Hi, I’m Paul, and welcome to the wargaming self-help group that is Sculpting, Painting and Gaming.
Today’s article is another of our Footsore Flashbacks, which we’ve dusted-off and polished-up for your miniature painting pleasure. Written by Spain’s Pedro Guerra Cernadas, it concerns painting wood. Wood is one of those oft overlooked topics; it seems so simple to paint that it never seems to garner as much attention as it should.
The truth of the matter is that it’s actually harder than it looks to get right, but getting it right is often the difference between having a ‘wow’ warband, and an ‘oh my eff-ing G’ warband.
But fear not, because once you’ve read Pedro’s article, you’ll wonder what all the fuss was about. One of the most popular articles on the Footsore Miniatures website, it’s a real gem.
Wood, metal, cloth, skin, facial hair and fancy shield designs are the main things you will need to paint in your Dark Age army.
Today I want to share with you my way of painting the wood items. All paints used here are from Vallejo. Let´s start:
1. First, apply a base coat of Old Wood (310) or Beige Brown (70.875).
2. Next, draw some thin lines to simulate the wood grain using watered down Hull Red (70.985) and Orange Brown (70.981).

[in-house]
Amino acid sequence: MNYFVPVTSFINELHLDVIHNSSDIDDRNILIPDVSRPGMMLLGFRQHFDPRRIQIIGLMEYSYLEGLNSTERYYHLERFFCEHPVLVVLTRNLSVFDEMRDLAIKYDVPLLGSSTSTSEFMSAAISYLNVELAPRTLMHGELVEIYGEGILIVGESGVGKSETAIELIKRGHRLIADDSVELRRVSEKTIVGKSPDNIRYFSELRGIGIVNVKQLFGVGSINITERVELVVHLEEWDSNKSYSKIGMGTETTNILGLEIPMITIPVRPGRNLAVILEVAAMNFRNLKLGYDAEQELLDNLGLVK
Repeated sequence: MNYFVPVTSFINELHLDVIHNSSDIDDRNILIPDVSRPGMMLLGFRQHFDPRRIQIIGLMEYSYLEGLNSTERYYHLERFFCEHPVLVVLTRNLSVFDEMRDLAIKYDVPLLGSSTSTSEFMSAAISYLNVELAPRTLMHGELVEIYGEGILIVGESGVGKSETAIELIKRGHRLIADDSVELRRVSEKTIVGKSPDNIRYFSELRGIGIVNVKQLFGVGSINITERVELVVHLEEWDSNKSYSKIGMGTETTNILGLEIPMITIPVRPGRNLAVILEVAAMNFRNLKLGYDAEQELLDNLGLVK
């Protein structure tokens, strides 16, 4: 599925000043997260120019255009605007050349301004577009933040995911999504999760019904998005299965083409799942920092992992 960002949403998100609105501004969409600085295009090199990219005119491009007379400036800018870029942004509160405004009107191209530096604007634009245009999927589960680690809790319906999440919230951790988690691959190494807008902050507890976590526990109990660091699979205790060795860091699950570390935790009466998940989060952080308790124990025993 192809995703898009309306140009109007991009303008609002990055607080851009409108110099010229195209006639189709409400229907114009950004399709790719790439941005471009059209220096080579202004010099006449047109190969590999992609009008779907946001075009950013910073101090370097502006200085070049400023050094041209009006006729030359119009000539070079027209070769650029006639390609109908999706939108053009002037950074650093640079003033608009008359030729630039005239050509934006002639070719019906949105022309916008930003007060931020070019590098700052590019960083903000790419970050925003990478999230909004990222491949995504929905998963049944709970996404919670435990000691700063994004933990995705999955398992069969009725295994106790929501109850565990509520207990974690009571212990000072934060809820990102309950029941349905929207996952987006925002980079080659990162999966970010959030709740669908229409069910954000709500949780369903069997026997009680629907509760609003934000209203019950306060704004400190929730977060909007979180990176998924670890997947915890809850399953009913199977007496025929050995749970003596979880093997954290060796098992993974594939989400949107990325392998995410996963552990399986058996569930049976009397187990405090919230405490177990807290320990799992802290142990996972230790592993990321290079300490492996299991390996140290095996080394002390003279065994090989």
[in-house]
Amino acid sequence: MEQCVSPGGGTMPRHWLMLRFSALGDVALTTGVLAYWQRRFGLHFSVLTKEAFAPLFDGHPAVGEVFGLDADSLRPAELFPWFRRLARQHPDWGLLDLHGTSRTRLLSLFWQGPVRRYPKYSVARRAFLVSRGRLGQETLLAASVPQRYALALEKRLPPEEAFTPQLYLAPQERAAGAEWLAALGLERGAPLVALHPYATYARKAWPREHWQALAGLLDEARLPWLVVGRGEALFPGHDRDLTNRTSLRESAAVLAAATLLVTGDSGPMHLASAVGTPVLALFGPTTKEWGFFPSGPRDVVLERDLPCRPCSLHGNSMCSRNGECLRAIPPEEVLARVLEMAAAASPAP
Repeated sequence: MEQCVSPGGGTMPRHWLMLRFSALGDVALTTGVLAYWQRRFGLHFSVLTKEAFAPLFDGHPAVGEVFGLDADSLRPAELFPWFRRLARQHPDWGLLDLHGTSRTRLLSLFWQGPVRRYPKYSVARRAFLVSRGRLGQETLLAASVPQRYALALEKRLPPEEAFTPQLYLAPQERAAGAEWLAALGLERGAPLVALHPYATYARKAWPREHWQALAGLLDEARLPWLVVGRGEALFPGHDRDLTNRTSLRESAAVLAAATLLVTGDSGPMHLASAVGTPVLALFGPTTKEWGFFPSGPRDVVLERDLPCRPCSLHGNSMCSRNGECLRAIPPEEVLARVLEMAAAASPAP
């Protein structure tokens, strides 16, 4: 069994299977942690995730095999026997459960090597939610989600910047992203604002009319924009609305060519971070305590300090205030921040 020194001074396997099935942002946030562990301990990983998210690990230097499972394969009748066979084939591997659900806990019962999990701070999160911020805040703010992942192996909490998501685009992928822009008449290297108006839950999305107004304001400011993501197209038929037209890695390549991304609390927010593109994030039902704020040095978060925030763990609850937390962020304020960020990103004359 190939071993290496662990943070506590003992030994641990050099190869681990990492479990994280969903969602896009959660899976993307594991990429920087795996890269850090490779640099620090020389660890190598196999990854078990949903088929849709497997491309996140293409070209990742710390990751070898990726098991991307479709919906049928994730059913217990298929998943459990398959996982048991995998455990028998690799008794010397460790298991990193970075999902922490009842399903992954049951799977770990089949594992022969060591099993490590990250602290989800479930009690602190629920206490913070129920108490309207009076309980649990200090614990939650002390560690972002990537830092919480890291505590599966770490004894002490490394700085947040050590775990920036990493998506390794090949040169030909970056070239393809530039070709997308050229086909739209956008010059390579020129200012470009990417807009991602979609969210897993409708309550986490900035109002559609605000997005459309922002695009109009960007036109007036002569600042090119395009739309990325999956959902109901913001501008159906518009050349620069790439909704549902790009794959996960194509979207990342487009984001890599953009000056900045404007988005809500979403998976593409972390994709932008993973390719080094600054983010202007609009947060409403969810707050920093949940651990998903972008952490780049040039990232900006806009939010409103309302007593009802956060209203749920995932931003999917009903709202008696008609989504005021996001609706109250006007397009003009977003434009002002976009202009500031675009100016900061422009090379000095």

3. Now apply a wash to the whole surface with Sepia Shade (73.200) mixed with some thinner to increase the transparency.
The spears are now finished, but we can continue working on the shields.
4. Highlight one edge of the planks with Old Wood (310) and apply Umber Wash (73.203), but only in the joins.
5. We can apply thin washes of Umber Wash (73.203) to change the shade of some of the planks. The more washes, the darker the plank will become.
6. Finally, we can represent some damage by painting some fine lines with a mixture of brown and black, and adding another thin line under it with Old Wood (310) to increase the volume.
Here are some examples of miniatures painted by using this method.
By changing the colours and washes mentioned here you can obtain different shades. If you want to represent some new, treated wood you can finish your work with a satin varnish.
About Pedro Guerra Cernadas
Hailing from Galicia, Spain, Pedro is a military history and modelling enthusiast. He started painting miniatures when only 9 years old, and hasn’t stopped since.
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